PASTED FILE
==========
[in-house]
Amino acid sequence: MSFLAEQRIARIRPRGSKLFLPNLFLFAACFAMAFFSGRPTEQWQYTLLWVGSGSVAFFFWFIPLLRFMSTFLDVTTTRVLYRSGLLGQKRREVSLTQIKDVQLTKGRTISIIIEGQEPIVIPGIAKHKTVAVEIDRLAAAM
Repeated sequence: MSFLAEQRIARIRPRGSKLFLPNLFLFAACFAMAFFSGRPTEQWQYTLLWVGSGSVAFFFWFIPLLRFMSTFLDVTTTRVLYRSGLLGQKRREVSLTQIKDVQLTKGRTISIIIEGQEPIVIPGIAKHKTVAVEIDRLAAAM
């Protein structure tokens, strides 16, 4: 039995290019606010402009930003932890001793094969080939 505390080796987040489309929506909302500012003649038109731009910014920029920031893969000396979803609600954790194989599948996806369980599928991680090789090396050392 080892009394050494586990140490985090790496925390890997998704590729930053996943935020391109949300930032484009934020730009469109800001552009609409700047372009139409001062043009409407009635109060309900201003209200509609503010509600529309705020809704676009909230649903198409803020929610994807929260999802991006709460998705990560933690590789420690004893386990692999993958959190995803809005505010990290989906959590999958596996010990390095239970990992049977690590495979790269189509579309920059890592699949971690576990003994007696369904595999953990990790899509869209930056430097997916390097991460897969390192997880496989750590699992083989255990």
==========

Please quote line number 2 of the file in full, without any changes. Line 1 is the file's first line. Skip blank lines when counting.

Amino acid sequence: MSFLAEQRIARIRPRGSKLFLPNLFLFAACFAMAFFSGRPTEQWQYTLLWVGSGSVAFFFWFIPLLRFMSTFLDVTTTRVLYRSGLLGQKRREVSLTQIKDVQLTKGRTISIIIEGQEPIVIPGIAKHKTVAVEIDRLAAAM